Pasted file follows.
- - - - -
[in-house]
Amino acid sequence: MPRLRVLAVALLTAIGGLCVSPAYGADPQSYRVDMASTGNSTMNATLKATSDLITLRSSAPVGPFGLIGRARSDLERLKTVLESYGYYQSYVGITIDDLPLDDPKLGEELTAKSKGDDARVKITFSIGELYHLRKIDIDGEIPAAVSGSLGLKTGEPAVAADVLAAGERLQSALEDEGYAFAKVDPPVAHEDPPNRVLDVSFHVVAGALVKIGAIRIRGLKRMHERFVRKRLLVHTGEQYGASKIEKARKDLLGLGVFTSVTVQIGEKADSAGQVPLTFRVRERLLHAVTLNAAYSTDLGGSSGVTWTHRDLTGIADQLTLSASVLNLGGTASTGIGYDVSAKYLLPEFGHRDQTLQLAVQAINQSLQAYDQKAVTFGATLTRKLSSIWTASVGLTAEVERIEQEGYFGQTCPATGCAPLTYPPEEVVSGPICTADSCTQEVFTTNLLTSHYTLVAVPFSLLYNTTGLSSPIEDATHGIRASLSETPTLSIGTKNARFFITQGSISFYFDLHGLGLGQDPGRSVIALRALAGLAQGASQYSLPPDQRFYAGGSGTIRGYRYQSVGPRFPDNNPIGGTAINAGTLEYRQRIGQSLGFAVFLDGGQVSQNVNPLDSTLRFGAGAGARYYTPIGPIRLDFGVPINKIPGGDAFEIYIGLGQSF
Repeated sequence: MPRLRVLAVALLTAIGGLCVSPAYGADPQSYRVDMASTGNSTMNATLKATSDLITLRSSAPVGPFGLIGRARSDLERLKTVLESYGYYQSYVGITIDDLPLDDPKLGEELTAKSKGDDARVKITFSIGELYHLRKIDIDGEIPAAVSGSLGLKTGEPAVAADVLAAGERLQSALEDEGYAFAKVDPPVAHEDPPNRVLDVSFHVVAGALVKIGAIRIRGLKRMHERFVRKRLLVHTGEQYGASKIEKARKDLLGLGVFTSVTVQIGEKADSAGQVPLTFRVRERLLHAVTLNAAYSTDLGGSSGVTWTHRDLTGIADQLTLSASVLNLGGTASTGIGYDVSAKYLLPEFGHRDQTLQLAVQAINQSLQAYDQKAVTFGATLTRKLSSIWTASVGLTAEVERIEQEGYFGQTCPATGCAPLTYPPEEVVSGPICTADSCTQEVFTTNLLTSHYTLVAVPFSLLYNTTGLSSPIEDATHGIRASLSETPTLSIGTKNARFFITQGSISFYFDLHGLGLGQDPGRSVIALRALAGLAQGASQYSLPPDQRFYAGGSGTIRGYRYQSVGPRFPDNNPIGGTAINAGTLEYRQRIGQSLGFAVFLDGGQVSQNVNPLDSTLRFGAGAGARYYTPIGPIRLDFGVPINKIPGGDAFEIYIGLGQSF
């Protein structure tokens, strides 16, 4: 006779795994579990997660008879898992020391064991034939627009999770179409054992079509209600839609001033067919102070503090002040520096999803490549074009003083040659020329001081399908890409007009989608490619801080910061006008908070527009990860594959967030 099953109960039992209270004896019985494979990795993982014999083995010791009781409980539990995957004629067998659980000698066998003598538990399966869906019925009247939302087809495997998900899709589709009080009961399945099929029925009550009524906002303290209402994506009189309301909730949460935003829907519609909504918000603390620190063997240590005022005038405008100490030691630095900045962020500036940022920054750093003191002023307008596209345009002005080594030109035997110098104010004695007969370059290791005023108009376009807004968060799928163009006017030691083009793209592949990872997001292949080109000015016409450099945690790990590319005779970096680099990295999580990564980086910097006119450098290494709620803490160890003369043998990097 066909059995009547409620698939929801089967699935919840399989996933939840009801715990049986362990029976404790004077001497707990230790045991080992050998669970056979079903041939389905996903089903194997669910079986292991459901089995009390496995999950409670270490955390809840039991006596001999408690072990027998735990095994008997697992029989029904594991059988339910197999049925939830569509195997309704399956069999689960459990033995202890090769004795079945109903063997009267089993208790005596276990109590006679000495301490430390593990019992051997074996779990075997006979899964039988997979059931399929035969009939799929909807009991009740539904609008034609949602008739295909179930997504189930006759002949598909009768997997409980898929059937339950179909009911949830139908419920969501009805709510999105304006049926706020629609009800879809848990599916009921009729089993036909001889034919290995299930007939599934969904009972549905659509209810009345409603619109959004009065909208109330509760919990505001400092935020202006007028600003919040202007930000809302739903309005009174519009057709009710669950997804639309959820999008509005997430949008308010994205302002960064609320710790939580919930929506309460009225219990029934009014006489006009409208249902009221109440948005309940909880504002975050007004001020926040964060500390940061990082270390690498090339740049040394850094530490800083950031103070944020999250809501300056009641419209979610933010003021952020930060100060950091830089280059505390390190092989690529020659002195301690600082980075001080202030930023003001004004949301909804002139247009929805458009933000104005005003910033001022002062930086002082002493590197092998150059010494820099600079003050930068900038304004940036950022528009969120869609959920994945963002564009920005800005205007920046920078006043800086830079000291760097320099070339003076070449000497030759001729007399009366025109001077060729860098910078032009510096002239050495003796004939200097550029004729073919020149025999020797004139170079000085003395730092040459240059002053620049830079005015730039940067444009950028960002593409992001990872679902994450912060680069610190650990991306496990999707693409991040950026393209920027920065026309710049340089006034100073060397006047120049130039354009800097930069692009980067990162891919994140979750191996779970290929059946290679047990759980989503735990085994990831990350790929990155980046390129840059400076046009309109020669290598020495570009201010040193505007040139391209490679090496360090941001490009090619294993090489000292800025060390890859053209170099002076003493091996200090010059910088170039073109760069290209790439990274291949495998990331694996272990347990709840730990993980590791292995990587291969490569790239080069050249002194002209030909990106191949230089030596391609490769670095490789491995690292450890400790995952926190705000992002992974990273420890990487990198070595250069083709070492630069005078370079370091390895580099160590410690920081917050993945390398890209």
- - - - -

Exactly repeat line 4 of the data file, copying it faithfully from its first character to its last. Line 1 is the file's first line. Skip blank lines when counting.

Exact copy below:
């Protein structure tokens, strides 16, 4: 006779795994579990997660008879898992020391064991034939627009999770179409054992079509209600839609001033067919102070503090002040520096999803490549074009003083040659020329001081399908890409007009989608490619801080910061006008908070527009990860594959967030 099953109960039992209270004896019985494979990795993982014999083995010791009781409980539990995957004629067998659980000698066998003598538990399966869906019925009247939302087809495997998900899709589709009080009961399945099929029925009550009524906002303290209402994506009189309301909730949460935003829907519609909504918000603390620190063997240590005022005038405008100490030691630095900045962020500036940022920054750093003191002023307008596209345009002005080594030109035997110098104010004695007969370059290791005023108009376009807004968060799928163009006017030691083009793209592949990872997001292949080109000015016409450099945690790990590319005779970096680099990295999580990564980086910097006119450098290494709620803490160890003369043998990097 066909059995009547409620698939929801089967699935919840399989996933939840009801715990049986362990029976404790004077001497707990230790045991080992050998669970056979079903041939389905996903089903194997669910079986292991459901089995009390496995999950409670270490955390809840039991006596001999408690072990027998735990095994008997697992029989029904594991059988339910197999049925939830569509195997309704399956069999689960459990033995202890090769004795079945109903063997009267089993208790005596276990109590006679000495301490430390593990019992051997074996779990075997006979899964039988997979059931399929035969009939799929909807009991009740539904609008034609949602008739295909179930997504189930006759002949598909009768997997409980898929059937339950179909009911949830139908419920969501009805709510999105304006049926706020629609009800879809848990599916009921009729089993036909001889034919290995299930007939599934969904009972549905659509209810009345409603619109959004009065909208109330509760919990505001400092935020202006007028600003919040202007930000809302739903309005009174519009057709009710669950997804639309959820999008509005997430949008308010994205302002960064609320710790939580919930929506309460009225219990029934009014006489006009409208249902009221109440948005309940909880504002975050007004001020926040964060500390940061990082270390690498090339740049040394850094530490800083950031103070944020999250809501300056009641419209979610933010003021952020930060100060950091830089280059505390390190092989690529020659002195301690600082980075001080202030930023003001004004949301909804002139247009929805458009933000104005005003910033001022002062930086002082002493590197092998150059010494820099600079003050930068900038304004940036950022528009969120869609959920994945963002564009920005800005205007920046920078006043800086830079000291760097320099070339003076070449000497030759001729007399009366025109001077060729860098910078032009510096002239050495003796004939200097550029004729073919020149025999020797004139170079000085003395730092040459240059002053620049830079005015730039940067444009950028960002593409992001990872679902994450912060680069610190650990991306496990999707693409991040950026393209920027920065026309710049340089006034100073060397006047120049130039354009800097930069692009980067990162891919994140979750191996779970290929059946290679047990759980989503735990085994990831990350790929990155980046390129840059400076046009309109020669290598020495570009201010040193505007040139391209490679090496360090941001490009090619294993090489000292800025060390890859053209170099002076003493091996200090010059910088170039073109760069290209790439990274291949495998990331694996272990347990709840730990993980590791292995990587291969490569790239080069050249002194002209030909990106191949230089030596391609490769670095490789491995690292450890400790995952926190705000992002992974990273420890990487990198070595250069083709070492630069005078370079370091390895580099160590410690920081917050993945390398890209």